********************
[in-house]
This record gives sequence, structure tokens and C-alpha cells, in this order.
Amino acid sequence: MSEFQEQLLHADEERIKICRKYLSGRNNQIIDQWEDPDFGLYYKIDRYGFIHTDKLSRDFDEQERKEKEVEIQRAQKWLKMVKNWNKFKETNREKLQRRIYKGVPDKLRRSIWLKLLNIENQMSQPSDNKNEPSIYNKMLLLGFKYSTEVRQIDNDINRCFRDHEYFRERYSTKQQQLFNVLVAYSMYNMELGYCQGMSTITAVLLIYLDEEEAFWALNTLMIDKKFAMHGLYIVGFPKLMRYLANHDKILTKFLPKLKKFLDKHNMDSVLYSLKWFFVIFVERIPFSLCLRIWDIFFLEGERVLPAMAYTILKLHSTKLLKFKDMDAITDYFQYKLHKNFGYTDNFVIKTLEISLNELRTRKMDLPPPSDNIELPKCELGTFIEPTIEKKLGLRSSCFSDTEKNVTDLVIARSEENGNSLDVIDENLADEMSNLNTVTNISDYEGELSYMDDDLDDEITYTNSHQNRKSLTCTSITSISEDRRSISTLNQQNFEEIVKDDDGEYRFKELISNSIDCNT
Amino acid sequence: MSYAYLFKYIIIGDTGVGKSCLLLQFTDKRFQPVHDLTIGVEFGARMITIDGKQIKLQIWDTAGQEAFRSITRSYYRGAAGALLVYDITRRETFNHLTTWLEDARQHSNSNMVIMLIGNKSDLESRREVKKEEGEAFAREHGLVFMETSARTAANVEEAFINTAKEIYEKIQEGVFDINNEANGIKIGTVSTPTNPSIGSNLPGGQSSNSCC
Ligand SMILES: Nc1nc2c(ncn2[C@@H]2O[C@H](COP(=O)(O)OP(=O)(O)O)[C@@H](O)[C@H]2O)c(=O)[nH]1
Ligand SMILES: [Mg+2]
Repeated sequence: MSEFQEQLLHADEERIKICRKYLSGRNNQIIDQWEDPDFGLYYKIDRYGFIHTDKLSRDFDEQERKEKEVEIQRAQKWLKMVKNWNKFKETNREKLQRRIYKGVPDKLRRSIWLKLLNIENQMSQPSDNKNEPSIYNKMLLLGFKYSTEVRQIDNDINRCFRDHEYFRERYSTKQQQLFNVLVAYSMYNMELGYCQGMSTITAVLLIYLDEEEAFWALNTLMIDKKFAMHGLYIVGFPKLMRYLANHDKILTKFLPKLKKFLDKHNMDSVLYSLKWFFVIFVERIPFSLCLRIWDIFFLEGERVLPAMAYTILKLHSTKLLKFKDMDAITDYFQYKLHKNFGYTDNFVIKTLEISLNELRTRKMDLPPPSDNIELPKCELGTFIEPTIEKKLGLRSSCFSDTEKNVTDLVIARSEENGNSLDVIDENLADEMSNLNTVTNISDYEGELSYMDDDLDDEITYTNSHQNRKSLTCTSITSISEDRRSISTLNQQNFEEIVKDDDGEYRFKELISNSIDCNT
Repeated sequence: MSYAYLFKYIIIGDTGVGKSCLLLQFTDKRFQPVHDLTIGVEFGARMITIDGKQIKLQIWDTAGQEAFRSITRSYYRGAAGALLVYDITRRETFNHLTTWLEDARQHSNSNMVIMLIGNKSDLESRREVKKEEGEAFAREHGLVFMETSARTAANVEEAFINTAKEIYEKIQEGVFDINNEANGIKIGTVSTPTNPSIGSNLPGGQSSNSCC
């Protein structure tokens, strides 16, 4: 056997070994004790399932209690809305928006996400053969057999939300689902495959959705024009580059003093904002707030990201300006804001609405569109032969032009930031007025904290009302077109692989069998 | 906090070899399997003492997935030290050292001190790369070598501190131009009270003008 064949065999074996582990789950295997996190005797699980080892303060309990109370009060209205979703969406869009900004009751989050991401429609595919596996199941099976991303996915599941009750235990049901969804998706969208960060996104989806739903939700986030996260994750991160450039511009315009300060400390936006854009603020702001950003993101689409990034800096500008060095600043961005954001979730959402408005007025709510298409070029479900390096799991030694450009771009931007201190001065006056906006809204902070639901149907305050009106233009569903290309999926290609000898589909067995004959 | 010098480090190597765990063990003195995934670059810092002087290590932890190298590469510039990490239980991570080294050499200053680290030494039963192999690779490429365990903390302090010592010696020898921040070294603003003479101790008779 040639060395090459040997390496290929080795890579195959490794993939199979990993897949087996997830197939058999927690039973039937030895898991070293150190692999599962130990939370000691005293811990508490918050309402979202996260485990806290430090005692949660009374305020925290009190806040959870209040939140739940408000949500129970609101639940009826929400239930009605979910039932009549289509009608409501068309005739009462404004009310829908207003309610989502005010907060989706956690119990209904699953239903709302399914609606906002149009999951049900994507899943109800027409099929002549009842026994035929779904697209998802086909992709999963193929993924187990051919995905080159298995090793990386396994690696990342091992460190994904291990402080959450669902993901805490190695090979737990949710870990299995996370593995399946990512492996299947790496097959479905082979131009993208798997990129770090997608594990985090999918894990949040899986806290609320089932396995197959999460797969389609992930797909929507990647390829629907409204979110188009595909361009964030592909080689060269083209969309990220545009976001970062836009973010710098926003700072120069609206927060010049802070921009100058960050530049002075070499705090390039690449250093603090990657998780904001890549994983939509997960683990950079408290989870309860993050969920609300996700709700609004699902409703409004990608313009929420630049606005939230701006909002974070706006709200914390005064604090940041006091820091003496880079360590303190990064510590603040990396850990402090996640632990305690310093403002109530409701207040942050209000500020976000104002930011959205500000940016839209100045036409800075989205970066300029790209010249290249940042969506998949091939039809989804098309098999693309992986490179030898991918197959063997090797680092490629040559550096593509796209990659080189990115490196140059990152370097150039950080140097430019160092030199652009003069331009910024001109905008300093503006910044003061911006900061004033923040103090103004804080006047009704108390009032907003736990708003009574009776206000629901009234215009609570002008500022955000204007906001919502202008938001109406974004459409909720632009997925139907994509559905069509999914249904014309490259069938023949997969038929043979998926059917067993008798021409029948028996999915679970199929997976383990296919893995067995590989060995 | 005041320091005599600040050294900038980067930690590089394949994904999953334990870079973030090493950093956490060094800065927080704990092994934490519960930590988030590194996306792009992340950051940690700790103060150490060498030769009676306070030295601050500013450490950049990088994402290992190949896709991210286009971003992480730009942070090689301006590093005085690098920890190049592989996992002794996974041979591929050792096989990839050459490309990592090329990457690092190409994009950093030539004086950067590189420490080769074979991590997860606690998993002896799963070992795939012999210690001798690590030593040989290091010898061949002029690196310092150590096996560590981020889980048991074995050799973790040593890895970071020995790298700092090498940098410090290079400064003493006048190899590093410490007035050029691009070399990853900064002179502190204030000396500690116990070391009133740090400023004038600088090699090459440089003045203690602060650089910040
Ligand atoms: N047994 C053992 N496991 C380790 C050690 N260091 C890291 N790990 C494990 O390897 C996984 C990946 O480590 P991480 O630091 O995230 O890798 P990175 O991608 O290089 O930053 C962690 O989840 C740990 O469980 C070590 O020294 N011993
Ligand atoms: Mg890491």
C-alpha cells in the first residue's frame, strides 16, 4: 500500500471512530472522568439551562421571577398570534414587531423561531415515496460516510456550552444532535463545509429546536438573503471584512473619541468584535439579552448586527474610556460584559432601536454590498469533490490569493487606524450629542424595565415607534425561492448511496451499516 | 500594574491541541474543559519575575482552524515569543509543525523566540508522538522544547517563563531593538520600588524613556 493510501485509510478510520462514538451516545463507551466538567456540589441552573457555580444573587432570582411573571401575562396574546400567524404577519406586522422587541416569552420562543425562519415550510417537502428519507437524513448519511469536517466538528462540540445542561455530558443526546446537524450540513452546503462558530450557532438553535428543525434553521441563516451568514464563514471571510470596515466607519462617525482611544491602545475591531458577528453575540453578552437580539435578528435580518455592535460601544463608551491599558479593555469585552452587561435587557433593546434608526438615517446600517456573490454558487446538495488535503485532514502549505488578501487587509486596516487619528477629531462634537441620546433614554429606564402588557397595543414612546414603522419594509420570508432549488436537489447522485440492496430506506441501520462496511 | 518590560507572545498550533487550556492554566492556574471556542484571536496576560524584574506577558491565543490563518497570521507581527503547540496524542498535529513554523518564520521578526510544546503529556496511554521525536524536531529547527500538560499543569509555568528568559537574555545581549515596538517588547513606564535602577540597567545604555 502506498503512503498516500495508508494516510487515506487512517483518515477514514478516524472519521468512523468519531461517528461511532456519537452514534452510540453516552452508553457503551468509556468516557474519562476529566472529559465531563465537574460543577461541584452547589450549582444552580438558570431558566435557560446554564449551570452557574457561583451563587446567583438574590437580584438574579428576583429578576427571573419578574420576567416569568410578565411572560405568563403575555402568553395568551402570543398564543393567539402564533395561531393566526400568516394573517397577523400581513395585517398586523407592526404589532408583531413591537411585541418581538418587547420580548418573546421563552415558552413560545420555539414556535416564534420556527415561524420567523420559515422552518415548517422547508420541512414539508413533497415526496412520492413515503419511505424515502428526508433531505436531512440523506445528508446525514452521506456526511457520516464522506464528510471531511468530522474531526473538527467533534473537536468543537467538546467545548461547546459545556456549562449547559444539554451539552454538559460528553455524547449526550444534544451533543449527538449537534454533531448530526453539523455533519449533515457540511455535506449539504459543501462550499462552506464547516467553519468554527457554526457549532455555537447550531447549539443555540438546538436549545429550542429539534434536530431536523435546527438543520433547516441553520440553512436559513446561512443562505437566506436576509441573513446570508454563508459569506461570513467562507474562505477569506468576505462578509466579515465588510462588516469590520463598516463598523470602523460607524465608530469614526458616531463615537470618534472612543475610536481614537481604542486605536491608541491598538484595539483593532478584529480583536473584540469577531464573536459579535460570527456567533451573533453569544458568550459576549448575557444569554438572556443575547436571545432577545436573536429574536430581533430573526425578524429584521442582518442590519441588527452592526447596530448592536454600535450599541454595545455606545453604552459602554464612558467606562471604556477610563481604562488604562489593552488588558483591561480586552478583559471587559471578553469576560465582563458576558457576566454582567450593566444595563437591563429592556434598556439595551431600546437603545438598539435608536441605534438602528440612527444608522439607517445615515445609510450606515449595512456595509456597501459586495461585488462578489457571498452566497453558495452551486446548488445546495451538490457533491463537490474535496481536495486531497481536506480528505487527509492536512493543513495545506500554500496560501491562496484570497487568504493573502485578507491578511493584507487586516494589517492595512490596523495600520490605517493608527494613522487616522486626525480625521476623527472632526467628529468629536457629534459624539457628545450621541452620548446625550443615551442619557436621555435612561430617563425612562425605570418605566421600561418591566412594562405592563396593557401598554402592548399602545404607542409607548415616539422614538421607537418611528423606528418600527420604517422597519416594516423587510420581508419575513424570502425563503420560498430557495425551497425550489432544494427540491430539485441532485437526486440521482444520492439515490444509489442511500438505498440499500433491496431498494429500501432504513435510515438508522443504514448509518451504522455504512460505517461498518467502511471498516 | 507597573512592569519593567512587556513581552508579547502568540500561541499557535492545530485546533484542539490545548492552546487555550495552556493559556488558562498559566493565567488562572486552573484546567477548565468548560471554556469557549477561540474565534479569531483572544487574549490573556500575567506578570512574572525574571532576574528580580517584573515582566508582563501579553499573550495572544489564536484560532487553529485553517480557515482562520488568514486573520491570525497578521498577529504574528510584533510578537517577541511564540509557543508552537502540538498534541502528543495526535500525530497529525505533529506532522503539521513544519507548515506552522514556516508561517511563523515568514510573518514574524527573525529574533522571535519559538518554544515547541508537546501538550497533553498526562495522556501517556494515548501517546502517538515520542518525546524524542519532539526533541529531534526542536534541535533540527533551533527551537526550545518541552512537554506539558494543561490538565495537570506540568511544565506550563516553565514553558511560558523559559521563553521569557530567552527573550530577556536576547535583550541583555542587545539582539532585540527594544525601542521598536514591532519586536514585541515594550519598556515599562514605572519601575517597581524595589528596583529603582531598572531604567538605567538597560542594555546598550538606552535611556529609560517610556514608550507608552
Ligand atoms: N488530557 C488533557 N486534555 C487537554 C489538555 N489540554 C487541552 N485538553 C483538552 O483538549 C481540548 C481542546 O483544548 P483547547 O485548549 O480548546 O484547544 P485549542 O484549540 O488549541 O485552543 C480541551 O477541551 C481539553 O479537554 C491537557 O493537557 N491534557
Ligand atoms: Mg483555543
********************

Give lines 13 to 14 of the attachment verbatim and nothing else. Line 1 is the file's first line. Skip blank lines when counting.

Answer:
Ligand atoms: N488530557 C488533557 N486534555 C487537554 C489538555 N489540554 C487541552 N485538553 C483538552 O483538549 C481540548 C481542546 O483544548 P483547547 O485548549 O480548546 O484547544 P485549542 O484549540 O488549541 O485552543 C480541551 O477541551 C481539553 O479537554 C491537557 O493537557 N491534557
Ligand atoms: Mg483555543